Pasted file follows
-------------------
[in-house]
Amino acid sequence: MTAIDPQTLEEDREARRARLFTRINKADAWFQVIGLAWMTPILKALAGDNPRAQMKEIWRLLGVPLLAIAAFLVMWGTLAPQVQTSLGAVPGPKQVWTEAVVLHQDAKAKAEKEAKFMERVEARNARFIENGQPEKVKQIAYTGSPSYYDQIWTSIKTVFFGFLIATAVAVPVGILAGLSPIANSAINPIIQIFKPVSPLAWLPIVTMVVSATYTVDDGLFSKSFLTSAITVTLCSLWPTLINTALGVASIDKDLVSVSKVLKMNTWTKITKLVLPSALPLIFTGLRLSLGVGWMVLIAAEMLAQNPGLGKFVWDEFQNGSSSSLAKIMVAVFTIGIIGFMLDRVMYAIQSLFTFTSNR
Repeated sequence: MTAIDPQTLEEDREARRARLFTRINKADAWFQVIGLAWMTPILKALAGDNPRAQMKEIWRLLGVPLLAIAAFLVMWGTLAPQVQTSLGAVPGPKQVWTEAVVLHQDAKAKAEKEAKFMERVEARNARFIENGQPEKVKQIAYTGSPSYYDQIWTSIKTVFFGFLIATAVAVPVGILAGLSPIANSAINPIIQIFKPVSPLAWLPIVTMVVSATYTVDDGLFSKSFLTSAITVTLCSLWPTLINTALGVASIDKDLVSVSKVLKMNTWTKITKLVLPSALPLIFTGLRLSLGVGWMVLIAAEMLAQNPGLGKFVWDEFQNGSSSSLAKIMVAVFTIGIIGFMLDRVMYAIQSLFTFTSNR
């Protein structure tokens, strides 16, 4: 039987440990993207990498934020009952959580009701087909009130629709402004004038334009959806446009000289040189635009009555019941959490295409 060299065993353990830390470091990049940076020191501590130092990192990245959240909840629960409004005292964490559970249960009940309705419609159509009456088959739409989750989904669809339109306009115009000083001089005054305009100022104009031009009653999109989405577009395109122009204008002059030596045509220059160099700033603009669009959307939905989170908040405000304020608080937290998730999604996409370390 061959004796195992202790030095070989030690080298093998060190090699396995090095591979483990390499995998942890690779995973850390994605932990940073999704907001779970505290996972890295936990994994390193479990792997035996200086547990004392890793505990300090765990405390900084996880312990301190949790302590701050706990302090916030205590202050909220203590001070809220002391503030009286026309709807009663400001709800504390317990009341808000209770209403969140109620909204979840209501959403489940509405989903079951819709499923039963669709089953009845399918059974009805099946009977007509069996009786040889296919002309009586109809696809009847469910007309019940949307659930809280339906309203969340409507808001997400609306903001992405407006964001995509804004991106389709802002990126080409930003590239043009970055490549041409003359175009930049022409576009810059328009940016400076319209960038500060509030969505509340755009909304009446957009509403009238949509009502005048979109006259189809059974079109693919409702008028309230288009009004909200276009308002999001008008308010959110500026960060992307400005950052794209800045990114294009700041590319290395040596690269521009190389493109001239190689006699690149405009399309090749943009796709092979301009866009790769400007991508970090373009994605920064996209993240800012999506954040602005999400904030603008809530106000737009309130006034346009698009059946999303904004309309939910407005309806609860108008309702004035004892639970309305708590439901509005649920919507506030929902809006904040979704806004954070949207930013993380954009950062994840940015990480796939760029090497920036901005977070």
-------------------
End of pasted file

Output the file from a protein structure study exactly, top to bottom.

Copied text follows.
[in-house]
Amino acid sequence: MTAIDPQTLEEDREARRARLFTRINKADAWFQVIGLAWMTPILKALAGDNPRAQMKEIWRLLGVPLLAIAAFLVMWGTLAPQVQTSLGAVPGPKQVWTEAVVLHQDAKAKAEKEAKFMERVEARNARFIENGQPEKVKQIAYTGSPSYYDQIWTSIKTVFFGFLIATAVAVPVGILAGLSPIANSAINPIIQIFKPVSPLAWLPIVTMVVSATYTVDDGLFSKSFLTSAITVTLCSLWPTLINTALGVASIDKDLVSVSKVLKMNTWTKITKLVLPSALPLIFTGLRLSLGVGWMVLIAAEMLAQNPGLGKFVWDEFQNGSSSSLAKIMVAVFTIGIIGFMLDRVMYAIQSLFTFTSNR
Repeated sequence: MTAIDPQTLEEDREARRARLFTRINKADAWFQVIGLAWMTPILKALAGDNPRAQMKEIWRLLGVPLLAIAAFLVMWGTLAPQVQTSLGAVPGPKQVWTEAVVLHQDAKAKAEKEAKFMERVEARNARFIENGQPEKVKQIAYTGSPSYYDQIWTSIKTVFFGFLIATAVAVPVGILAGLSPIANSAINPIIQIFKPVSPLAWLPIVTMVVSATYTVDDGLFSKSFLTSAITVTLCSLWPTLINTALGVASIDKDLVSVSKVLKMNTWTKITKLVLPSALPLIFTGLRLSLGVGWMVLIAAEMLAQNPGLGKFVWDEFQNGSSSSLAKIMVAVFTIGIIGFMLDRVMYAIQSLFTFTSNR
């Protein structure tokens, strides 16, 4: 039987440990993207990498934020009952959580009701087909009130629709402004004038334009959806446009000289040189635009009555019941959490295409 060299065993353990830390470091990049940076020191501590130092990192990245959240909840629960409004005292964490559970249960009940309705419609159509009456088959739409989750989904669809339109306009115009000083001089005054305009100022104009031009009653999109989405577009395109122009204008002059030596045509220059160099700033603009669009959307939905989170908040405000304020608080937290998730999604996409370390 061959004796195992202790030095070989030690080298093998060190090699396995090095591979483990390499995998942890690779995973850390994605932990940073999704907001779970505290996972890295936990994994390193479990792997035996200086547990004392890793505990300090765990405390900084996880312990301190949790302590701050706990302090916030205590202050909220203590001070809220002391503030009286026309709807009663400001709800504390317990009341808000209770209403969140109620909204979840209501959403489940509405989903079951819709499923039963669709089953009845399918059974009805099946009977007509069996009786040889296919002309009586109809696809009847469910007309019940949307659930809280339906309203969340409507808001997400609306903001992405407006964001995509804004991106389709802002990126080409930003590239043009970055490549041409003359175009930049022409576009810059328009940016400076319209960038500060509030969505509340755009909304009446957009509403009238949509009502005048979109006259189809059974079109693919409702008028309230288009009004909200276009308002999001008008308010959110500026960060992307400005950052794209800045990114294009700041590319290395040596690269521009190389493109001239190689006699690149405009399309090749943009796709092979301009866009790769400007991508970090373009994605920064996209993240800012999506954040602005999400904030603008809530106000737009309130006034346009698009059946999303904004309309939910407005309806609860108008309702004035004892639970309305708590439901509005649920919507506030929902809006904040979704806004954070949207930013993380954009950062994840940015990480796939760029090497920036901005977070």